Calif. Lawmaker Champions Teen Suffrage Movement

This is a partial transcript of The Big Story With John Gibson, March 9, 2004, that has been edited for clarity.


UNIDENTIFIED FEMALE: We are the kids in America. Everybody listen to the music go round.


JOHN GIBSON, HOST: Teenagers get to vote for things like student council treasurer and homecoming king. What if we let kids help pick the state's governor or maybe even the president of the United States? Heather Nauert has more on the teenage suffrage (search) movement.

HEATHER NAUERT, FNC CORRESPONDENT: That's right, John. A few state legislatures in California say kids as young as 14 years old should be allowed to vote. This week legislatures introduced a bill giving 14-year-olds a quarter of a vote and 16-year-olds a half a vote. Earlier today, I spoke with state Sen. John Vasconcellos (search), the bill 's sponsor. I asked, why should teenagers be allowed to vote? And that's the big question?


CALIF. STATE SEN. JOHN VASCONCELLOS: Well, the American tradition is self-determination. Young people today are so much more informed, and educated and sophisticated than they were in my time. But I think giving them some say on a graduated basis helps prepare them to become full-fledged voting adults at 18.

NAUERT: How does a 14-year-old kid who is still living at home with his or her parents who can't even legally hold down a job have the maturity to make a kind of responsible vote?

VASCONCELLOS: Well, I have a 13-year-old. I would have you meet you would in a minute know that she could do this with a profound integrity and intuition. But the proposal is twofold. It lowers the voting age to 16, at which age kids drive cars, get jobs and pay taxes. And then it cuts in half. And it lowers it to 14 as they start high school, it cuts 1/4. And the effort is to get young people involved so we don't lose them. The voting rates of Americans is the lowest in the whole world, I think. And if students as they start high school get real civics classes and learn gradually to get more and more responsibility, they become better voters and better citizens.

NAUERT: Can you cite any specific piece of evidence that actually would illustrate or would prove that kids that young, 14, 15, that's an awfully young age, that they actually have enough intellectual acumen to be able to select candidates, to figure out the issues, to pick people to vote for or items to vote for that could influence world events?

VASCONCELLOS: You know, we are talking about California voting, it's not likely to influence world events directly. But here are people 20, 30, 40 or 70 like me who aren't any more wise, or any more judicious or any better informed than the young people today in California.

NAUERT: Go ahead.

VASCONCELLOS: The blanket disallowance, they are all kids and they don't count, that's why they don't stay around and be part of our society. And I find it when I give more responsibility to young people, they live up to it. That's true of all of us as human beings. To include people, give them responsibility, helps them grow responsible. To be private, to hold your kid's hand to cross the street until he is 18, you are never going to learn to walk. We have apprentice plumbers, apprentice doctors, apprentice journalists, why not apprentice and voters who are gradually built into system and get some experience and become serious about what we are doing.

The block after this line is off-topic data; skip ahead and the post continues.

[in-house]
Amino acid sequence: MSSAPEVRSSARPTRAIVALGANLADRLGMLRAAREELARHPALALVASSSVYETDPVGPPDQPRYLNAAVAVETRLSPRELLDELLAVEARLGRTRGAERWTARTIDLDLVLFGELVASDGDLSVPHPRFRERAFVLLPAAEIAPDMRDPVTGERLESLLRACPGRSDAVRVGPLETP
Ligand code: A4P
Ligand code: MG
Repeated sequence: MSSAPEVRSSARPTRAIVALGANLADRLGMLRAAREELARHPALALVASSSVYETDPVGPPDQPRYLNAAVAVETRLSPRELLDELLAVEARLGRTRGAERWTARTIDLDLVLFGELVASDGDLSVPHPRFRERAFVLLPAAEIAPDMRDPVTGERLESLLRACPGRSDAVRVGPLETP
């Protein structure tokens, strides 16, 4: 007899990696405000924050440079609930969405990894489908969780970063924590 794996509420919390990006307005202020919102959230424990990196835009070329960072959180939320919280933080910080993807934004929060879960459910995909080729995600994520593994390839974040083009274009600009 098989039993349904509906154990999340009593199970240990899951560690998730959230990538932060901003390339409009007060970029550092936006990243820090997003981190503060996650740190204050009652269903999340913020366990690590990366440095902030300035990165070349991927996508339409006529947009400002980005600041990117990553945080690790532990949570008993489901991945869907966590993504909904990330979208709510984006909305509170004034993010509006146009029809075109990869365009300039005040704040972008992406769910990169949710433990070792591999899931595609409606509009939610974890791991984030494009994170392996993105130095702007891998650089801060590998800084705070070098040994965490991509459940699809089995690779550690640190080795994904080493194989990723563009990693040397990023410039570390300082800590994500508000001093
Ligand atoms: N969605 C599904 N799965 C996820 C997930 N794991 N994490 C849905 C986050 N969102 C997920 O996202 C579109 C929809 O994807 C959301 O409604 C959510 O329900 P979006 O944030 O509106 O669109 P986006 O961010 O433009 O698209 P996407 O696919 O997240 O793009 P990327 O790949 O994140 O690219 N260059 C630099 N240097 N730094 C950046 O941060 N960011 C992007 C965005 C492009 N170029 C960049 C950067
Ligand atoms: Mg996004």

NAUERT: Now, so many of us have young nieces or sons and daughters, like you mentioned yourself, and you talk to kids and so often they will parrot back whatever repeat to them. Aren't you just giving classrooms, teachers, people who are very politically motivated, a chance to give kids an extra vote on the adult's behalf?

VASCONCELLOS: Well, it's only a partial vote. I have heard two concerns in the last 24 hours. One, parents who have too much influence and one teachers who have too much influence. So it can't be both. Maybe it's a balance. But I find today's young people are - we had six of them, eight of them yesterday who spoke at our press conference and those eight could vote tomorrow. And their votes would be judicious, mature, thoughtful, not fully informed, not fully mature. That's why you have a partial vote for them.

NAUERT: And what kinds of things are kids telling you they are interested in?

VASCONCELLOS: Interested in good schools. Interested in clean air. Interested in knowing what's going on in society. Interested in jobs, going to college some day. I think a whole range of things. Those are the ones that are probably the most on the minds of young people.

NAUERT: All right, California state Senator John Vasconcellos, thank you so much.

And there are a few other states that are looking at doing the exact same thing as he is doing or trying to do in California — John.

GIBSON: With any luck, a year from now we'll look back on this and laugh. Heather Nauert, thanks a lot.

NAUERT: Right.

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